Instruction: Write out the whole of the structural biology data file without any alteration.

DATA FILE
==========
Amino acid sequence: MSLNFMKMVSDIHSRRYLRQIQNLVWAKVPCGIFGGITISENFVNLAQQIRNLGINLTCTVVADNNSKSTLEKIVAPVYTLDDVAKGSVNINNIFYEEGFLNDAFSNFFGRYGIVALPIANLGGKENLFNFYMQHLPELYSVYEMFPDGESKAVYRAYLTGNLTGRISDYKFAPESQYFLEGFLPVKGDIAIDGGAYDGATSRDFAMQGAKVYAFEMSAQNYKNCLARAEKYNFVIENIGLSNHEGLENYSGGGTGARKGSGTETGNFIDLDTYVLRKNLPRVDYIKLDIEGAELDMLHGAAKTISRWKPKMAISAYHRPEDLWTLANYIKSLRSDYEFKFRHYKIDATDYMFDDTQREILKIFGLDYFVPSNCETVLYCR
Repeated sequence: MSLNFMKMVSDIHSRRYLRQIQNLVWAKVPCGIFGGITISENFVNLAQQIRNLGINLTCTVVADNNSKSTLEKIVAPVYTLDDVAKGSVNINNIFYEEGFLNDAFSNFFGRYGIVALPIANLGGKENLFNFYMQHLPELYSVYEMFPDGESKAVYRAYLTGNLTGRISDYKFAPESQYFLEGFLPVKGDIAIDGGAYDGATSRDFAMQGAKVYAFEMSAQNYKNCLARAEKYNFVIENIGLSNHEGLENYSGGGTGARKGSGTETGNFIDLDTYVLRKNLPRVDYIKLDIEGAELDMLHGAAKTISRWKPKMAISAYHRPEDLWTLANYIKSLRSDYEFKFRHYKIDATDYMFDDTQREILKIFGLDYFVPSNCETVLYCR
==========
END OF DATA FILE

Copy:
Amino acid sequence: MSLNFMKMVSDIHSRRYLRQIQNLVWAKVPCGIFGGITISENFVNLAQQIRNLGINLTCTVVADNNSKSTLEKIVAPVYTLDDVAKGSVNINNIFYEEGFLNDAFSNFFGRYGIVALPIANLGGKENLFNFYMQHLPELYSVYEMFPDGESKAVYRAYLTGNLTGRISDYKFAPESQYFLEGFLPVKGDIAIDGGAYDGATSRDFAMQGAKVYAFEMSAQNYKNCLARAEKYNFVIENIGLSNHEGLENYSGGGTGARKGSGTETGNFIDLDTYVLRKNLPRVDYIKLDIEGAELDMLHGAAKTISRWKPKMAISAYHRPEDLWTLANYIKSLRSDYEFKFRHYKIDATDYMFDDTQREILKIFGLDYFVPSNCETVLYCR
Repeated sequence: MSLNFMKMVSDIHSRRYLRQIQNLVWAKVPCGIFGGITISENFVNLAQQIRNLGINLTCTVVADNNSKSTLEKIVAPVYTLDDVAKGSVNINNIFYEEGFLNDAFSNFFGRYGIVALPIANLGGKENLFNFYMQHLPELYSVYEMFPDGESKAVYRAYLTGNLTGRISDYKFAPESQYFLEGFLPVKGDIAIDGGAYDGATSRDFAMQGAKVYAFEMSAQNYKNCLARAEKYNFVIENIGLSNHEGLENYSGGGTGARKGSGTETGNFIDLDTYVLRKNLPRVDYIKLDIEGAELDMLHGAAKTISRWKPKMAISAYHRPEDLWTLANYIKSLRSDYEFKFRHYKIDATDYMFDDTQREILKIFGLDYFVPSNCETVLYCR